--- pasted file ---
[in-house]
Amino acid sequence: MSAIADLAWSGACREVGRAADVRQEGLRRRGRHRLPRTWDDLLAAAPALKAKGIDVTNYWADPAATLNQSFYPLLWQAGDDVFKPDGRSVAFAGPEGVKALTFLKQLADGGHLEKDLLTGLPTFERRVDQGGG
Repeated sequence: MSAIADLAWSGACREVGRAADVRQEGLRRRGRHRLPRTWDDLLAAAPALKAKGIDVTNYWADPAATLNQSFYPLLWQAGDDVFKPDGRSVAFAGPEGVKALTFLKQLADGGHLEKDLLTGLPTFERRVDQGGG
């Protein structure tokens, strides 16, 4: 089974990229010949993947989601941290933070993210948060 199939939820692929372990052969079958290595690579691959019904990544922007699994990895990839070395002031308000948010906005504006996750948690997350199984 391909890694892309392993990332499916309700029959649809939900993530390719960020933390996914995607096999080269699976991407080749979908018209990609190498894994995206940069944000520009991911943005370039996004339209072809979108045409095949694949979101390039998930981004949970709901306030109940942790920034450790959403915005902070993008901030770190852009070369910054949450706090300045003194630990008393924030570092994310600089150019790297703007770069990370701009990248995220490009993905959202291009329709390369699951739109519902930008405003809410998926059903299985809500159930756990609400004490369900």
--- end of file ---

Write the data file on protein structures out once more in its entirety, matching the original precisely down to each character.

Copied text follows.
[in-house]
Amino acid sequence: MSAIADLAWSGACREVGRAADVRQEGLRRRGRHRLPRTWDDLLAAAPALKAKGIDVTNYWADPAATLNQSFYPLLWQAGDDVFKPDGRSVAFAGPEGVKALTFLKQLADGGHLEKDLLTGLPTFERRVDQGGG
Repeated sequence: MSAIADLAWSGACREVGRAADVRQEGLRRRGRHRLPRTWDDLLAAAPALKAKGIDVTNYWADPAATLNQSFYPLLWQAGDDVFKPDGRSVAFAGPEGVKALTFLKQLADGGHLEKDLLTGLPTFERRVDQGGG
């Protein structure tokens, strides 16, 4: 089974990229010949993947989601941290933070993210948060 199939939820692929372990052969079958290595690579691959019904990544922007699994990895990839070395002031308000948010906005504006996750948690997350199984 391909890694892309392993990332499916309700029959649809939900993530390719960020933390996914995607096999080269699976991407080749979908018209990609190498894994995206940069944000520009991911943005370039996004339209072809979108045409095949694949979101390039998930981004949970709901306030109940942790920034450790959403915005902070993008901030770190852009070369910054949450706090300045003194630990008393924030570092994310600089150019790297703007770069990370701009990248995220490009993905959202291009329709390369699951739109519902930008405003809410998926059903299985809500159930756990609400004490369900």